Minnesota Conservation Volunteer readers are among the most loyal the DNR could ever hope to find. Your commitment to this conservation magazine shows up year-round, especially in spring when your donation envelopes land in our office daily.
Why do so many Minnesotans respect and care for this magazine? Most of all, I believe, you read the Conservation Volunteer because it's all about home -- our natural world and its communities of critters and plants.
Home is central to our past, present, and future. Nothing is more immediate than our daily lives here, where we find food and shelter. Home is also a place of origin -- our natural heritage that makes possible the present and future. It's the base we return to: The number of times we reach home safely counts, and so does its condition when we return.
Perhaps no one appreciates home as much as someone who has had to leave it. I've been corresponding with Cmdr. Jim Sellner, Civil Engineer Corps, U.S. Navy Seabees. He left his position as DNR mining/geological engineer in 2006 to serve as deputy director of the oil sector program in the Gulf Region Division of Iraq. In a letter by e-mail in August, he wrote: "It was an interesting trip just getting here on 2 August. It's hot, with daily temperatures between 115-120 degrees. We drink lots of water and Gatorade. I miss home and family. I miss my hobbies. I will miss hunting season this fall. [Brothers] Gary and Mark are heading for Canada tomorrow for our annual fly-in fishing trip. I'll miss that too. I'm not complaining. I know that this is part of being in the military. I just hope there will be others in the future willing to serve."
The first week of November, he wrote: "I sure miss deer hunting! I have missed only 5 opening days of deer hunting since 1976. All missed openers were due to military commitments. You don't miss what you never had. So I don't miss lots of money, fame, expensive vacations, etc. That's OK, though. I like the simpler things in life."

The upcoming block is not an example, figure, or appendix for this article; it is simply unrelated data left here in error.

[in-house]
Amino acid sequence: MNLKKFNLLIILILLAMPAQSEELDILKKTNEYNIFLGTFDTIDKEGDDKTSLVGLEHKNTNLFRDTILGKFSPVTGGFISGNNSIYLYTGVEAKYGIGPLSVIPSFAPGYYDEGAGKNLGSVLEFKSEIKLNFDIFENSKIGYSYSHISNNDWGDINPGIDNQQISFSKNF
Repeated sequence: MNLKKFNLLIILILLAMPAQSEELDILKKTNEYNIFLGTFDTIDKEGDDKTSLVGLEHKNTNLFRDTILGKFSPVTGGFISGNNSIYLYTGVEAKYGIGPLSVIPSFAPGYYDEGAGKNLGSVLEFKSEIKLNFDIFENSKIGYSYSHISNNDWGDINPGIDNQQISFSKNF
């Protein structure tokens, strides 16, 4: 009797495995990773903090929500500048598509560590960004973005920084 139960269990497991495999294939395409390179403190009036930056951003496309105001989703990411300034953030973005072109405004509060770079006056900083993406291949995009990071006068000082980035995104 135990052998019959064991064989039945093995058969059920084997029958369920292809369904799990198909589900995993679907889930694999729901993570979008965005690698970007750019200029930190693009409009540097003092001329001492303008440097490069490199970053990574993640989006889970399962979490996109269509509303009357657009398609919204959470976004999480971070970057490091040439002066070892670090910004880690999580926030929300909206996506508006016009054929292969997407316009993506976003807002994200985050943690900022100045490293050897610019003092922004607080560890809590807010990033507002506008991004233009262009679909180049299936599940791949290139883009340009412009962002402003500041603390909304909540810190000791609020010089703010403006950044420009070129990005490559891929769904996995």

In December he sent the picture you see of him here, reading the Sept.-Oct. 2006 issue "in front of Saddam Hussein's main Palace, now housing the U.S. Embassy." He said: "Thanks for sending the Volunteer. It's popular reading here."
Picking up this March-April issue, Cmdr. Sellner and other soldiers will have a chance to imagine a spring day in Minnesota, calling wild turkeys, listening to songbirds, or casting a line into a coldwater trout stream.
Every issue of Minnesota Conservation Volunteer is a kind of inventory of things you'd miss if you were not here. This storehouse of natural resources information -- on everything from agates to roving boulders, from ancient cedars to slime molds, from caddisflies to flycatchers -- can serve as a starting point for getting to know Minnesota's outdoors and seeing the beauty in it.
In my 17th year of editing this magazine, I'm still surprised to learn about what's here. Everyone stands to be amazed by watching nature. Farmers know their land well. Yet a recent issue of The Land Stewardship Letter told how some farmers have learned to watch grassland birds as "biological barometers" of how their land-use practices play out ecologically.
Knowing what's present, we can begin to see what's new, what's missing, when things change, and how we might make a difference on our land and waters. We can commit to making Minnesota a great place to come home to.
Kathleen Weflen, editor